Well, I've lived with my iPhone for over three months now. How do I feel now? Do I still think it changed the world as I so boldly stated when I first got mine? Yes, I do.
I get a lot of gadgets and gizmos. Some fascinate me and I use them for a while. Most sort of fade away and get replaced with new ones that come into my office. Every once in a while, one becomes part of my life. The iPhone has. That may have something to do with the fact that getting an iPhone means signing up for two years' worth of phone bill payments to AT&T. Can't ignore that. I mean, it's a lot.
But the iPhone has become part of my life. For many reasons. Its sleek, sexy good looks certainly help. It helps that the screen is not only bright and sharp and just plain terrific, but you can actually view it outdoors and in bright light. I hate screens that wash out when I need them most. And it doesn't smudge nearly as much as I had feared.
I asked other members of my editorial contributor team to tell me how they like their iPhones, and here's their feedback:
- A nice, sleek device
- Very easy to use
- Very user friendly
- Nice size
- Good sound quality
- Just the right features
- Very good camera and camera features
- Cool ringtones, but would like more options
- LOVE the weather feature
- LOVE the new touch interface
- Excellent battery life
- A total conversation piece!
- Phone often had a lot of hiss and white noise in it.
- Dropped an alarming number of calls (AT&T issue, but bad for Apple)
- No Flash support in Safari
- Can't do videos
I mostly agree with their assessment. As a phone, I must admit, the iPhone is not without flaws. I am very sensitive to noise, and there is more scratchy background noise in the iPhone than I like. And the number of dropped calls should be a total embarrassment to AT&T (then again, we're talking about an industry where "fewest dropped calls" is used as an advertising point). But all that really doesn't matter that much as the iPhone is somehow more than just a phone.
I love to be able to take a picture and email it to someone without having to use some phone company's convoluted proprietary service. And the camera is actually good, not like virtually all other cellphone cameras. It's great to be able to do email, IM, and web browsing pretty much anywhere. The iPhone is pretty good at transparently switching back and forth between EDGE and whatever WiFi network is available for use.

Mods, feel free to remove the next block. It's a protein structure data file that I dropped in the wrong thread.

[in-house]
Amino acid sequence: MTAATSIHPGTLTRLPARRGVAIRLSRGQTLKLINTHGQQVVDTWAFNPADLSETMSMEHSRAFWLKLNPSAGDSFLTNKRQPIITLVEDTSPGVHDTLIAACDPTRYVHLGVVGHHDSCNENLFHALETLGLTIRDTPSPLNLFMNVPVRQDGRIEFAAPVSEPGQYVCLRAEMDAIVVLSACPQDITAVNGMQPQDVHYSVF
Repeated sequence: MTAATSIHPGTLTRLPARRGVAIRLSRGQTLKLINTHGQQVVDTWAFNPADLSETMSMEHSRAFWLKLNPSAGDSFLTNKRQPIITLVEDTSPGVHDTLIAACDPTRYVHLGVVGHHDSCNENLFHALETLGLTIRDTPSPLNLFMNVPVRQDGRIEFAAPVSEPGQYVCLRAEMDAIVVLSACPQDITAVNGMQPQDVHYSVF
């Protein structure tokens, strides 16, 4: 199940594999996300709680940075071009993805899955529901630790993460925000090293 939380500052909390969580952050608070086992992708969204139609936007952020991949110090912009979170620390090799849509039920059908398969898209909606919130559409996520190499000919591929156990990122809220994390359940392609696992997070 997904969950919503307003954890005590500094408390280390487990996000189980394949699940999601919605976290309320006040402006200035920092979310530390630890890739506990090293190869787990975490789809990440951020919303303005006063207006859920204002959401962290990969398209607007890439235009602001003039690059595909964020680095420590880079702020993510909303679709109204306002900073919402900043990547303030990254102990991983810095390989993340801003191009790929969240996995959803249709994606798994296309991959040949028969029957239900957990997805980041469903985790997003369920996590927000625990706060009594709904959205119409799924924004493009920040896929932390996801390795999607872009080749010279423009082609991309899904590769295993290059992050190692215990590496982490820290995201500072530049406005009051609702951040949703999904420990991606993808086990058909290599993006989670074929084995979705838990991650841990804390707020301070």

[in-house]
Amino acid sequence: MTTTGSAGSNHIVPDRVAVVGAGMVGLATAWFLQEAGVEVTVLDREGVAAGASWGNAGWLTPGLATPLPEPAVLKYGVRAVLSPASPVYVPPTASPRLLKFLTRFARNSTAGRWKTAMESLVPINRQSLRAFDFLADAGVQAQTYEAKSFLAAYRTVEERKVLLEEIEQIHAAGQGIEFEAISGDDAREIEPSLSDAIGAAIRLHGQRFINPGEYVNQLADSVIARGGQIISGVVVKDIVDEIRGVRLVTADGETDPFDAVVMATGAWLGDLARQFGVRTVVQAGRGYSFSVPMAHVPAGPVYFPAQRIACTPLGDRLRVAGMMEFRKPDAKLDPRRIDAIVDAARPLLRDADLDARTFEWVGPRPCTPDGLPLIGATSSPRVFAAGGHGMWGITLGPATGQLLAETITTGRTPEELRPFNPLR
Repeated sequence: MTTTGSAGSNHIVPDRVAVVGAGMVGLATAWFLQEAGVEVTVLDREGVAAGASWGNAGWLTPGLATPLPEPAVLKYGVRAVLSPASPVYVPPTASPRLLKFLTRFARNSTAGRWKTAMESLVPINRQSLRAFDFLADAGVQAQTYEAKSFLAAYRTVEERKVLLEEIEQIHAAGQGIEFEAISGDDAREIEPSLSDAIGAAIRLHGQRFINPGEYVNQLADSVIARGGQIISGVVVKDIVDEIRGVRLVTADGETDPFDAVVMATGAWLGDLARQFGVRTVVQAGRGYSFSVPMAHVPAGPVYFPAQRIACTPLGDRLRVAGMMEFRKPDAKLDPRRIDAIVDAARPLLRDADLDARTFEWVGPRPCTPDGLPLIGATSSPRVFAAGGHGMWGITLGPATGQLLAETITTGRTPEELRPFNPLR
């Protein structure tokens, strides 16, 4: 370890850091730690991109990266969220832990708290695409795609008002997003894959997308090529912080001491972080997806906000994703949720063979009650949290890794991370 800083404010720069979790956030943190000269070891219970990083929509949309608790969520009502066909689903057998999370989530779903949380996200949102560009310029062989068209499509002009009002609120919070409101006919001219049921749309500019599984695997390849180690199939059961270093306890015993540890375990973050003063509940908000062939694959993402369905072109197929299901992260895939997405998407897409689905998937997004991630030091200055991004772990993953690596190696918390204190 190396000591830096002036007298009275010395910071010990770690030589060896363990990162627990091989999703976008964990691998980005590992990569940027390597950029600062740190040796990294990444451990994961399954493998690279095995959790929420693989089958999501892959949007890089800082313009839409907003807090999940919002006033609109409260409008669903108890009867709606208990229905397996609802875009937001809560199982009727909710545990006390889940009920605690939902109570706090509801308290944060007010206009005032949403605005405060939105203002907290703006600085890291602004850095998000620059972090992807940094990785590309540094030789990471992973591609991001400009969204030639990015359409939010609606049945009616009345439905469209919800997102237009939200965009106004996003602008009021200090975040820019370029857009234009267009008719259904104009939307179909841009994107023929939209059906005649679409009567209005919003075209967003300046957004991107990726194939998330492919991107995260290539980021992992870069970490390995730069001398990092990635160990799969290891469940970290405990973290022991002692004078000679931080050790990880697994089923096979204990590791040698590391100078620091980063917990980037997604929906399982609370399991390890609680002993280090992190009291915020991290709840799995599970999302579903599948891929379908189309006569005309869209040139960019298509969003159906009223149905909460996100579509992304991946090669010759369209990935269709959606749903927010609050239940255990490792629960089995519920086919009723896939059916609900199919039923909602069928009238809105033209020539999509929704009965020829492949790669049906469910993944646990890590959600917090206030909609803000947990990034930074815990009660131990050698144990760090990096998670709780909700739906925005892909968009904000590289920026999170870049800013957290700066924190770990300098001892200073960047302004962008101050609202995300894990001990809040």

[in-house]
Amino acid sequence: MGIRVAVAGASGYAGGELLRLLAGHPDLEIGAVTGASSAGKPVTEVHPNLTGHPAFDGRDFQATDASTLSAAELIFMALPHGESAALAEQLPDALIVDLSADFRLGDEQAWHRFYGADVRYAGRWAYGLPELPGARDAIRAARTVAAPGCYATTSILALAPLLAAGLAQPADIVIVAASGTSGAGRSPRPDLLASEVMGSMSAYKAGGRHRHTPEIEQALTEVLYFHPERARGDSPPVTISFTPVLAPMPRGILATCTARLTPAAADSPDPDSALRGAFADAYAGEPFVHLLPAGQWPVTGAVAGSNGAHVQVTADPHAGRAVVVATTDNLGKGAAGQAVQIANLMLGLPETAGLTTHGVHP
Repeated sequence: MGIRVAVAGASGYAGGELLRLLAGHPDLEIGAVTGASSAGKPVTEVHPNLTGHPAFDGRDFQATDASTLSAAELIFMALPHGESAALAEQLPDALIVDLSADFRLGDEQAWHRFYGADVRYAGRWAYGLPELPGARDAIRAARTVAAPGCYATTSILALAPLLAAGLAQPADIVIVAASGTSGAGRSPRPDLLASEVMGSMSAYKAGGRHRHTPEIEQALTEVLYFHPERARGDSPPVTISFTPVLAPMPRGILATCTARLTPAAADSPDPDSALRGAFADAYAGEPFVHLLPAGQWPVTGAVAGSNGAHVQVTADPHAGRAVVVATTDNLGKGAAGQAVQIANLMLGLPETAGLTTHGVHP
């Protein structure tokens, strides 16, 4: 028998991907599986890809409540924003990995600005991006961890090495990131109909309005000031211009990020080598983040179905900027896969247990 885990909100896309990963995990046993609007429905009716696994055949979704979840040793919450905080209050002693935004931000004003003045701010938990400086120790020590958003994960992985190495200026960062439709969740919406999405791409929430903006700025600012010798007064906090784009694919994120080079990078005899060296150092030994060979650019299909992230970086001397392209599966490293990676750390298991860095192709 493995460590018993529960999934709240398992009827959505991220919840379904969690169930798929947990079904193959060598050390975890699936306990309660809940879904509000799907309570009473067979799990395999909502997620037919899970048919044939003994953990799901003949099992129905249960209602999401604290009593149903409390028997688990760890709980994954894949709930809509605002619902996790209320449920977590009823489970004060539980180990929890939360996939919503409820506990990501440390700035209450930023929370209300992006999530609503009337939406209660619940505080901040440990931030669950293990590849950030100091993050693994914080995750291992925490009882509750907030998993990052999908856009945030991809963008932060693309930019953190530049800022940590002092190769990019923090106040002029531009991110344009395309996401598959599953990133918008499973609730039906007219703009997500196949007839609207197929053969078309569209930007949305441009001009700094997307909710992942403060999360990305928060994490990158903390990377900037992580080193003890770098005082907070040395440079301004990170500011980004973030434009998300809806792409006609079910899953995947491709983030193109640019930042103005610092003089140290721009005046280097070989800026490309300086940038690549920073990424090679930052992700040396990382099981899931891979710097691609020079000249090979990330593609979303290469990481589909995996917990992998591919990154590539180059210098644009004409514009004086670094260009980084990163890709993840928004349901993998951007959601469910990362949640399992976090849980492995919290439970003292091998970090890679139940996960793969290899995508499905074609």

What about Safari? What can I say? Apple's Safari implementation on the iPhone is so far ahead of anyone else, it's just plain amazing. How can they get it so consistently right when no one else can? The "pinch" method of zooming in and out by touching the screen with thumb and index finger and then either pinching or moving them apart is just briliant, and it always works. Or double-tapping to make Safari zoom so that the current column fill fits the screen size. I also like being able to quickly switch between up to eight open Safari sessions (though occasionally I've wanted more). Is it perfect? Not totally. Safari has on occasion simply crashed on me.
What about all the criticism and drawbacks, all the stuff the iPhone haters bring up as reasons why the iPhone is only, oh, perhaps sixth or seventh or 17th on the list of decent smartphones? Yes, there are some areas where the iPhone is lacking (no Flash, no push email, no video, and so on) but that hasn't dininished my enthusiasm. Flash would be nice and I am sure it'll happen. Ditto for video. Push email? Well, if you need it, then the iPhone is indeed not the right choice. But none of this really matters because the iPhone's appeal simply transcends comparison. It's not about checking boxes on a feature list.
For example, above I quoted a contributor saying "Let's do an article about how you used to be a productive guy but now all you do is poke a screen." Far from it. I actually write notes and whole article outlines on the iPhone and then email them to my Mac. Since I can actually use the web on the iPhone, I don't need to wait til I have a desktop PC or notebook available to do work. So productivity hasn't suffered one bit. Au contraire.
Well, I must admit that I also use the iPhone for fun. You may not be able to install programs on it (at least not officially), but all those specially formatted websites are really undistinguishable from local applications. I have spent hours just playing "Bejeweled" on the iPhone. My son plays chess on it. And the numerous iPhone portals that have sprung up are hugely useful. Having a real browser makes all the difference in the world.
What about the $200 price drop so soon after the initial release? That was perhaps one of Steve Jobs' few bad ideas. But at least he did something about it. I have my $100 credit voucher and may just use it to get an iTouch.
So after three months with the iPhone, my bottom line hasn't changed:
"Apple did it again. What can I say? They simply have what no one else seems to have. That's all there is to it."
Until further notice I stick with that.